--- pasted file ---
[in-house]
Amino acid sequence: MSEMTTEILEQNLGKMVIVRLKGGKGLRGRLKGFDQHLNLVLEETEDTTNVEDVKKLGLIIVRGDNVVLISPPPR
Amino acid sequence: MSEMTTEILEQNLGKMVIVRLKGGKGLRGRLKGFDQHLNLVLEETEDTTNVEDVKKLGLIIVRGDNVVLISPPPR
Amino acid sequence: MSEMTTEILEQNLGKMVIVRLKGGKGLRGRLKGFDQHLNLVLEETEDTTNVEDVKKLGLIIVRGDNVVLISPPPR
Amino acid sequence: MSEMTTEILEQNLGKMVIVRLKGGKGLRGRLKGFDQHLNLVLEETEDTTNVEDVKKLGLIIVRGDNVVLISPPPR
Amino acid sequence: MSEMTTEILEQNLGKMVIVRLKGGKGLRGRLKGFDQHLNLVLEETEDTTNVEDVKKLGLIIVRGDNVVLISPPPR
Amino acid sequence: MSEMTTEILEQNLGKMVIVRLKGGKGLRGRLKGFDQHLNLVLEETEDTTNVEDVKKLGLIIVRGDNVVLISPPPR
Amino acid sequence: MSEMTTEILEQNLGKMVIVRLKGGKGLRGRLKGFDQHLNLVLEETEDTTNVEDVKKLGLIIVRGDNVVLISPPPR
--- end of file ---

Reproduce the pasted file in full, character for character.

[in-house]
Amino acid sequence: MSEMTTEILEQNLGKMVIVRLKGGKGLRGRLKGFDQHLNLVLEETEDTTNVEDVKKLGLIIVRGDNVVLISPPPR
Amino acid sequence: MSEMTTEILEQNLGKMVIVRLKGGKGLRGRLKGFDQHLNLVLEETEDTTNVEDVKKLGLIIVRGDNVVLISPPPR
Amino acid sequence: MSEMTTEILEQNLGKMVIVRLKGGKGLRGRLKGFDQHLNLVLEETEDTTNVEDVKKLGLIIVRGDNVVLISPPPR
Amino acid sequence: MSEMTTEILEQNLGKMVIVRLKGGKGLRGRLKGFDQHLNLVLEETEDTTNVEDVKKLGLIIVRGDNVVLISPPPR
Amino acid sequence: MSEMTTEILEQNLGKMVIVRLKGGKGLRGRLKGFDQHLNLVLEETEDTTNVEDVKKLGLIIVRGDNVVLISPPPR
Amino acid sequence: MSEMTTEILEQNLGKMVIVRLKGGKGLRGRLKGFDQHLNLVLEETEDTTNVEDVKKLGLIIVRGDNVVLISPPPR
Amino acid sequence: MSEMTTEILEQNLGKMVIVRLKGGKGLRGRLKGFDQHLNLVLEETEDTTNVEDVKKLGLIIVRGDNVVLISPPPR